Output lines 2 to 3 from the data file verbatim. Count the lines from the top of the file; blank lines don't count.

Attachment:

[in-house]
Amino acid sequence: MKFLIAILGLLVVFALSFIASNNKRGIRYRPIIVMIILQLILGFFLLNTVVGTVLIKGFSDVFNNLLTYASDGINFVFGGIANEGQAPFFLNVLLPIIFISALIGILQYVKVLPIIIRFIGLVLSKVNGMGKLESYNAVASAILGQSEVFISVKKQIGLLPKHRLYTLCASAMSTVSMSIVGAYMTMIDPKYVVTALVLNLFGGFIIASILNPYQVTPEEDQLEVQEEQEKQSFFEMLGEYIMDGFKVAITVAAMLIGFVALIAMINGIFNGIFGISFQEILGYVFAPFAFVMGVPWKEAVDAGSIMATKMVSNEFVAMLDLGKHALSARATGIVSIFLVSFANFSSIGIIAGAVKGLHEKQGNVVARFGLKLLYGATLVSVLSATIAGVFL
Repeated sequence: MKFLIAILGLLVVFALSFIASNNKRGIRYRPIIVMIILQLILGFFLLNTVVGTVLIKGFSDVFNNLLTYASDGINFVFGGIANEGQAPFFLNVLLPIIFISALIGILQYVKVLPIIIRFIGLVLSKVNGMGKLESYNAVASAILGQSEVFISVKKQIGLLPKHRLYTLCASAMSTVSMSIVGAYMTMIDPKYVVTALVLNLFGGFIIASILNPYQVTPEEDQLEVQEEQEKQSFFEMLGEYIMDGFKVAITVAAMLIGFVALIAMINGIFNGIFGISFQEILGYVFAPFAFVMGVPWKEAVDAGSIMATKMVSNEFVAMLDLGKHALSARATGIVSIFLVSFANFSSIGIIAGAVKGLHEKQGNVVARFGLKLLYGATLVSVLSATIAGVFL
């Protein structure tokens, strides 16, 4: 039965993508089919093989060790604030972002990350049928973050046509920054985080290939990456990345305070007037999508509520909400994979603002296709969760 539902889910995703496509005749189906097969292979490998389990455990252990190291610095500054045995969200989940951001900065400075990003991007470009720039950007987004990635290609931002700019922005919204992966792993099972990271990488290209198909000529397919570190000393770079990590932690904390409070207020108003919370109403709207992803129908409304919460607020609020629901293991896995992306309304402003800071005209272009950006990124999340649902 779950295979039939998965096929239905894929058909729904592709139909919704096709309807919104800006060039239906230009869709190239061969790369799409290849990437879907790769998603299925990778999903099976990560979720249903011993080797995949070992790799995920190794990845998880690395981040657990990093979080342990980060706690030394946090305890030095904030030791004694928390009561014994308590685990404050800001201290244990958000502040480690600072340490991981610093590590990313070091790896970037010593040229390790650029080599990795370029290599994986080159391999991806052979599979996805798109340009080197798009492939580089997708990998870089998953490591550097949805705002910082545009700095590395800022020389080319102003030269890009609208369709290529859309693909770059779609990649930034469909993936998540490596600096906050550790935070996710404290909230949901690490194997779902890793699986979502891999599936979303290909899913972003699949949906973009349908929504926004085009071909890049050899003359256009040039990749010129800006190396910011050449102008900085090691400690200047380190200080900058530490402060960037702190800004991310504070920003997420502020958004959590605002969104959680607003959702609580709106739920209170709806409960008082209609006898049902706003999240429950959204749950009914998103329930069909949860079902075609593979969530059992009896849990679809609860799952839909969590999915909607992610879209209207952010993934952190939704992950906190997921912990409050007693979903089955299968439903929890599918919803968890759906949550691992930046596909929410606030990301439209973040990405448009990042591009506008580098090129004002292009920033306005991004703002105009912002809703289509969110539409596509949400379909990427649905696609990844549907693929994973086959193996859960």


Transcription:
Amino acid sequence: MKFLIAILGLLVVFALSFIASNNKRGIRYRPIIVMIILQLILGFFLLNTVVGTVLIKGFSDVFNNLLTYASDGINFVFGGIANEGQAPFFLNVLLPIIFISALIGILQYVKVLPIIIRFIGLVLSKVNGMGKLESYNAVASAILGQSEVFISVKKQIGLLPKHRLYTLCASAMSTVSMSIVGAYMTMIDPKYVVTALVLNLFGGFIIASILNPYQVTPEEDQLEVQEEQEKQSFFEMLGEYIMDGFKVAITVAAMLIGFVALIAMINGIFNGIFGISFQEILGYVFAPFAFVMGVPWKEAVDAGSIMATKMVSNEFVAMLDLGKHALSARATGIVSIFLVSFANFSSIGIIAGAVKGLHEKQGNVVARFGLKLLYGATLVSVLSATIAGVFL
Repeated sequence: MKFLIAILGLLVVFALSFIASNNKRGIRYRPIIVMIILQLILGFFLLNTVVGTVLIKGFSDVFNNLLTYASDGINFVFGGIANEGQAPFFLNVLLPIIFISALIGILQYVKVLPIIIRFIGLVLSKVNGMGKLESYNAVASAILGQSEVFISVKKQIGLLPKHRLYTLCASAMSTVSMSIVGAYMTMIDPKYVVTALVLNLFGGFIIASILNPYQVTPEEDQLEVQEEQEKQSFFEMLGEYIMDGFKVAITVAAMLIGFVALIAMINGIFNGIFGISFQEILGYVFAPFAFVMGVPWKEAVDAGSIMATKMVSNEFVAMLDLGKHALSARATGIVSIFLVSFANFSSIGIIAGAVKGLHEKQGNVVARFGLKLLYGATLVSVLSATIAGVFL